By Neil Wilson
There are various reasons why hedge funds, in previous times derided as being from the "cowboy fringe" of asset management, have become ever more institutional. Pressure on the industry—both from regulators and investors—to move further in that direction has intensified since the recent financial crisis. Such details perhaps explain why the proposed merger of Man Group, listed on the London Stock Exchange, and GLG Partners, listed in New York, is being hailed in some circles as a game-changing event: The hedge fund business really is going mainstream.
The combination of Man and GLG is indeed awesome in scope. Together, the combined group will have assets of more than $60 billion. And it will be strongly positioned for the expected huge growth in onshore products globally, notably through the European UCITS framework—where GLG has already raised more than $1 billion in recent months and where Man has recently made its AHL managed futures strategy available to investors for the first time through the UCITS format.
In announcing the deal, Man Group CEO Peter Clarke and GLG co-CEO Noam Gottesman described it as "transformational"—in product diversification, distribution, diversification of revenue streams and cost synergies.
Scale, diversification, resources, distribution: These will be key attributes required from the leaders in the alternative asset management industry in the future—not forgetting the small matter of performance. And these are what a combined Man-GLG group should be able to deliver in spades.
So there are plenty of reasons why the combination of Man and GLG should work. Whether it will is another matter. Big is not always better. And putting together businesses that have strong and idiosyncratic cultures, and whose main assets are people, has often proved difficult.
Amid the analysis of the deal—which has been plentiful and generally supportive—it has also been noted, at least in some places, that both sides probably need of something of a lift.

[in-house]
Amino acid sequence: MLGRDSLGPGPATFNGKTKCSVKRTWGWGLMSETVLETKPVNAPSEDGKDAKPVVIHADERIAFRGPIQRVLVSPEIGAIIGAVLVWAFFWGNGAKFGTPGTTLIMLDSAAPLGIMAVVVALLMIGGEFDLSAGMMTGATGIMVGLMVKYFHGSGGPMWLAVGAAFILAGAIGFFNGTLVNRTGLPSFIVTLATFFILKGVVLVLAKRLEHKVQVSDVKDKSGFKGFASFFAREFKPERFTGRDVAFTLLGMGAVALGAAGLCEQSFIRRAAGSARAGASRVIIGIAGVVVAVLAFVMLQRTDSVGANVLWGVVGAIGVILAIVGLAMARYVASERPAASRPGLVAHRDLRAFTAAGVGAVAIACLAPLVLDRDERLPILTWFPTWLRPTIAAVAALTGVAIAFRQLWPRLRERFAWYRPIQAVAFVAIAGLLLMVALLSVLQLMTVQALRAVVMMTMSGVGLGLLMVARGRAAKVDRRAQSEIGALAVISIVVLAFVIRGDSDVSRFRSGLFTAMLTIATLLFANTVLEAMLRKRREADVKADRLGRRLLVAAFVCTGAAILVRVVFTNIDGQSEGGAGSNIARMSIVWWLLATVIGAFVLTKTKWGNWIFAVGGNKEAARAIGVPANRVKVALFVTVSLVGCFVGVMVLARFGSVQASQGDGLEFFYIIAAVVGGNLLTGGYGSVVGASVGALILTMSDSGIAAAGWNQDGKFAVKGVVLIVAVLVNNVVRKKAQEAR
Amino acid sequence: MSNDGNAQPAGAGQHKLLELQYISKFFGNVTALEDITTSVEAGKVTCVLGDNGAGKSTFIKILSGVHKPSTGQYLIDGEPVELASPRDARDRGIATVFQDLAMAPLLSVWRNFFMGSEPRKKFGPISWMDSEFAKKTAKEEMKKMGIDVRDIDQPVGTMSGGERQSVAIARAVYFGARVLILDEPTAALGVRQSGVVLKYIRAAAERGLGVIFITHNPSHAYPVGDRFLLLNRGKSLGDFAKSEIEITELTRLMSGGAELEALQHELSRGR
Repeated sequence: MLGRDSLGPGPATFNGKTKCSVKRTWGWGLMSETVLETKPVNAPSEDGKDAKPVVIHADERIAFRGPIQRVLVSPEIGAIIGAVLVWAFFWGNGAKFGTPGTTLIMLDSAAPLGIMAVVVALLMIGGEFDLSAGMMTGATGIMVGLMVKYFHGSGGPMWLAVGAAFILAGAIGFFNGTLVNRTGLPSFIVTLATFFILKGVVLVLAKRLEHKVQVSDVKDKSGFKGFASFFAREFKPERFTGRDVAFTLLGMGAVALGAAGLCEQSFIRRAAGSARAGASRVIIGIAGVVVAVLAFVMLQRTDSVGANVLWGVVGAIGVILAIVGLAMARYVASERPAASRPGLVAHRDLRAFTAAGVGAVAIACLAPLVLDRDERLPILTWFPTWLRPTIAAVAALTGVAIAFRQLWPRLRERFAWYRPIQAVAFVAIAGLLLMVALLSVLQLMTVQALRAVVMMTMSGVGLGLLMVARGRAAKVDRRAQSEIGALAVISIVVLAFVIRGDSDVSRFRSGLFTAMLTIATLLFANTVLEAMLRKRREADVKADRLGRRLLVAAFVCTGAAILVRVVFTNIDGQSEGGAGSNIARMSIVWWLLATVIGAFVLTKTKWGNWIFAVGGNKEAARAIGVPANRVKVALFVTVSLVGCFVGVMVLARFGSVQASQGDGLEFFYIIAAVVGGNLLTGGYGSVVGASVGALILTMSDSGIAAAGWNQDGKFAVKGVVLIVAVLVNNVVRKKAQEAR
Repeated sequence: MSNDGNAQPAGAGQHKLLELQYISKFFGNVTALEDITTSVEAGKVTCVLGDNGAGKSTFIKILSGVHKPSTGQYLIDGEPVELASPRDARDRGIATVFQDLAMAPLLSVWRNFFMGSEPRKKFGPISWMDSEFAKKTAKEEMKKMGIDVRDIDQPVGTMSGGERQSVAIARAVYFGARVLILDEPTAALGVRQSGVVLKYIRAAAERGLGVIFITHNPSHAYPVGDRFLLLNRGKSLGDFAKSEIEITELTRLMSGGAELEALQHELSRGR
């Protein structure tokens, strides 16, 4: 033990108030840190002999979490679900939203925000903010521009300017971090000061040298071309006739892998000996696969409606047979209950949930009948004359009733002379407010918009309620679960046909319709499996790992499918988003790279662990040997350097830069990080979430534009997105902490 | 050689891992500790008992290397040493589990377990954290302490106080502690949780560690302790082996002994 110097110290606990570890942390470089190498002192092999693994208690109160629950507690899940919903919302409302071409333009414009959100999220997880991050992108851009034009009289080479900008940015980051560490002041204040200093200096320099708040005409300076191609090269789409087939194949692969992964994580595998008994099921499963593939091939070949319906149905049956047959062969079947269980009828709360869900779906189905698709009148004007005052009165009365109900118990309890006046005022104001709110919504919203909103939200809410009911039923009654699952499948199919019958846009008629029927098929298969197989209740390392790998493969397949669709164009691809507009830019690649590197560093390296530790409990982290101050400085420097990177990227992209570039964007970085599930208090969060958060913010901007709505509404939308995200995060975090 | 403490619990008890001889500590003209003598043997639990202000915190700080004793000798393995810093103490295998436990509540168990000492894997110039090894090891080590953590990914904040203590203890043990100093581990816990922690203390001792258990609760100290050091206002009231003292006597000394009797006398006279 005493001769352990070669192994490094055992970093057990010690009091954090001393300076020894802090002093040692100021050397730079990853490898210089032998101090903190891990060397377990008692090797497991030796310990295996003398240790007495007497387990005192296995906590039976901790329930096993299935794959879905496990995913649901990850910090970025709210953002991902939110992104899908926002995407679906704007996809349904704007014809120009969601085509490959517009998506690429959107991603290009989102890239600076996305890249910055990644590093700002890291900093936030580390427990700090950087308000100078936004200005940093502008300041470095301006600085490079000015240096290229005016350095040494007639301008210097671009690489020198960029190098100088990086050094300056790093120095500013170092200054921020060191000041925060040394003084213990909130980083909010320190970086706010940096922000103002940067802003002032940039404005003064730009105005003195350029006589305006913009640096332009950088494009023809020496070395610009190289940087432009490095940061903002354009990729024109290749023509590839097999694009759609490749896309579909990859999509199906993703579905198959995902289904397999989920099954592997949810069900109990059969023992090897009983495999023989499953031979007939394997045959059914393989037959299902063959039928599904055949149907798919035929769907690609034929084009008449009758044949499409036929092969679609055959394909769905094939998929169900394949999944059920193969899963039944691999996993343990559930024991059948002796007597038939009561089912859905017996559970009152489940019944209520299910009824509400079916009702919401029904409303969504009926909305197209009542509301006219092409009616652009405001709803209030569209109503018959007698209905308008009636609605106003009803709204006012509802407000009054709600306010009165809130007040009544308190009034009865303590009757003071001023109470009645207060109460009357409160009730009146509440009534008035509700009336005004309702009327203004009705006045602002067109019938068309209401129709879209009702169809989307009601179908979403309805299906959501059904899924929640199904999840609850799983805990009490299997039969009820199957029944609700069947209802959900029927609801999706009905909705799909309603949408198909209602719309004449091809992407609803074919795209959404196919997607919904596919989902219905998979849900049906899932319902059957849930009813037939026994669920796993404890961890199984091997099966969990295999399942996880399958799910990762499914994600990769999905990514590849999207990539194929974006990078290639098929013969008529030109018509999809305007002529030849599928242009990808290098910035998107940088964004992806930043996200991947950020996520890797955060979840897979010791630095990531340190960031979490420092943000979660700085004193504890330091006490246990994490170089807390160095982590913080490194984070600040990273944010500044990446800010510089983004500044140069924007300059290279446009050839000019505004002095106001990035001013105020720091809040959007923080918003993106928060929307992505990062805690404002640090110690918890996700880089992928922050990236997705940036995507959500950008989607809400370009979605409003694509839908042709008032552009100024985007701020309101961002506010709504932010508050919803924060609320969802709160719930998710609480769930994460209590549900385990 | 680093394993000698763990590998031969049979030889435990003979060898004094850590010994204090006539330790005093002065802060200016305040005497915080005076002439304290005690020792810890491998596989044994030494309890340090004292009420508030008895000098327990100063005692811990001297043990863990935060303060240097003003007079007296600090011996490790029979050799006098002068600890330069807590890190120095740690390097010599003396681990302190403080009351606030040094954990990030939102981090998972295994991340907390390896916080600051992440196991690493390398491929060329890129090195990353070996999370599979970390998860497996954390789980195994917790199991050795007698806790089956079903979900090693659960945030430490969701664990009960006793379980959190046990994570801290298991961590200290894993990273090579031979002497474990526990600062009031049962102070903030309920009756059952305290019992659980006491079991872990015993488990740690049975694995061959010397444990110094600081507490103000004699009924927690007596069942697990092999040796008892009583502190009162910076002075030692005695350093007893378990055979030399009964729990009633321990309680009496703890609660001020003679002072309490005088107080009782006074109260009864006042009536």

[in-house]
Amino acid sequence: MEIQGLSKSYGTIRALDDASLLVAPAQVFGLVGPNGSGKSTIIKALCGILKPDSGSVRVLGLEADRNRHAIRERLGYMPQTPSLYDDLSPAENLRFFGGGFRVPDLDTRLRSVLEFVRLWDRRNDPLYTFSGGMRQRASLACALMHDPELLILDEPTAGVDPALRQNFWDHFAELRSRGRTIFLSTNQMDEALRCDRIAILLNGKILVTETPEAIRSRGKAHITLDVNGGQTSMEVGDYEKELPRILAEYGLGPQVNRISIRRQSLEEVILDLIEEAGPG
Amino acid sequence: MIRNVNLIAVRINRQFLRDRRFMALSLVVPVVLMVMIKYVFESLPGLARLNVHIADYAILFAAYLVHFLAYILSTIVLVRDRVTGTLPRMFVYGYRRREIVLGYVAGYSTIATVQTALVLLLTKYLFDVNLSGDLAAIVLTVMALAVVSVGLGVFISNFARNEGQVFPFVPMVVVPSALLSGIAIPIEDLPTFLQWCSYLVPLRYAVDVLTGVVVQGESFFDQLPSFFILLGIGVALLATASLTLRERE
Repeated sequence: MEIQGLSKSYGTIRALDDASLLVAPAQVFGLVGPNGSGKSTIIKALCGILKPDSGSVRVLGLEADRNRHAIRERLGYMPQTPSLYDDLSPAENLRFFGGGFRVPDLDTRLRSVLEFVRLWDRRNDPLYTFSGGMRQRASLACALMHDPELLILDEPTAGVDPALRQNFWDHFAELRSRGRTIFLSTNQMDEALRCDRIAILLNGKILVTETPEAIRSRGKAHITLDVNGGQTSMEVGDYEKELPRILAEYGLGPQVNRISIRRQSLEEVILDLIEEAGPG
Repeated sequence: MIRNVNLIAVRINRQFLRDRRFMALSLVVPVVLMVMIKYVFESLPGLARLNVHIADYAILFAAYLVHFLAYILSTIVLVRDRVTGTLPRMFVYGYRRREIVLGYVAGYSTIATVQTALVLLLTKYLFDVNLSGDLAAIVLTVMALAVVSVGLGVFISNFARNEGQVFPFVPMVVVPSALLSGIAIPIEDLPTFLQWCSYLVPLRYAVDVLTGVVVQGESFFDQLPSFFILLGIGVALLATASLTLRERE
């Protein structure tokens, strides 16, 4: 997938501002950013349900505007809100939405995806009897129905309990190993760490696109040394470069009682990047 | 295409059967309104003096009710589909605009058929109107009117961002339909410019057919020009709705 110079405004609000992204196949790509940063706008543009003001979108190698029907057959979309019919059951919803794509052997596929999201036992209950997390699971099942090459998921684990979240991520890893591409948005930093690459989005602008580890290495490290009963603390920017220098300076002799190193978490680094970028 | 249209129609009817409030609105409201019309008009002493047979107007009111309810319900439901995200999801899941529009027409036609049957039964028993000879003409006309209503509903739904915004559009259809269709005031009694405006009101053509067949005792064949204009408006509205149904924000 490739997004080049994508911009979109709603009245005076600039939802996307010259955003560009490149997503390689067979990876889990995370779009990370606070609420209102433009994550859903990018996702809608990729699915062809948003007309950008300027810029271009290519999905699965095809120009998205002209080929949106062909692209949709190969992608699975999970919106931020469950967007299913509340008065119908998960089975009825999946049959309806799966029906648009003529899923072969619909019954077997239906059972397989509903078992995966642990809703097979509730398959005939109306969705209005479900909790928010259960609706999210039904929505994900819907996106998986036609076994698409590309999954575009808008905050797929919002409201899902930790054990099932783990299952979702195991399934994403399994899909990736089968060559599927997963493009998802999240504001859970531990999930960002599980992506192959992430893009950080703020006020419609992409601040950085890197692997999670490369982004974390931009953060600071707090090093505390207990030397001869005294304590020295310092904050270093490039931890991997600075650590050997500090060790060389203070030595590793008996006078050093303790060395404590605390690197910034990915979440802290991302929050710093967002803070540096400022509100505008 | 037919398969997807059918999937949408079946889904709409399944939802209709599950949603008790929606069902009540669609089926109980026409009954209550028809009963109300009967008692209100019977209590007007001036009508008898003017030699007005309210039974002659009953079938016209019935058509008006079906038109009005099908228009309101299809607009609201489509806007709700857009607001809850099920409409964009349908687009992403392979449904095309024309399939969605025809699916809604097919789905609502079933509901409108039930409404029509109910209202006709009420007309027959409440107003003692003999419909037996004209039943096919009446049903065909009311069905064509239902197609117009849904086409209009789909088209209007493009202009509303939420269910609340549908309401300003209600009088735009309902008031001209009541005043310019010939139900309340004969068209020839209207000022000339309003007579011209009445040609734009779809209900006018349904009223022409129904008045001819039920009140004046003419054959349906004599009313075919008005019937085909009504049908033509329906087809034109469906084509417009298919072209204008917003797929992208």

In Man's case, its assets under management, revenues and profits have all slumped during the past two years, even though AHL made 33% returns in 2008, effectively carrying the group through the most tumultuous phase of the financial crisis.
Where Man got hit first was on the multimanager side after it was revealed that its Swiss-based RMF fund of funds unit was among those that had exposure (if only to a modest extent) to Madoff. Man responded to this blow in robust fashion with a wholesale restructuring of its multimanager business—an ambitious undertaking but expected take at least two or three years to really bear fruit.
In the meantime, unfortunately, the previously unstoppable AHL engine of the business also seems to have stalled—at least temporarily. Like most CTAs, it had a poor year in 2009—a major reason for the sharp fall in the group's fee income last year.
In GLG's case, the business was affected much more rapidly during the turmoil of 2008, with the performance of most of its funds and assets under management badly mauled during the tidal wave of redemptions and market panic. Such was the speed of the decline that GLG's move last year to acquire the long-only business of SocGen Asset Management in the UK was seen by many at the time as a way to avoid breaching covenants on its total AUM.
In terms of performance, GLG recovered pretty well over the past year, with the majority of its funds making strong gains and getting back above their high-water marks. But by assets, the size of its hedge fund business remains a long way below its historic peak—which is one reason, perhaps, why linking up with Man's powerful distribution platform seems so attractive.
GLG has of course been written off in some quarters at various times, notably when previous star managers such as Philippe Jabre and Greg Coffey have flown the coop. But it has always found ways to reinvent itself—usually by finding more star traders, one reason why I always thought it would be foolhardy to write off GLG.
But the whole culture of the star trader/star manager system, so deeply embedded not only at GLG but throughout the industry, is very different from the much more low-key, process-driven, team-based approach at Man and AHL.
It will be interesting to see if and how the two groups attempt to put these two different cultures together, and how successful they will be.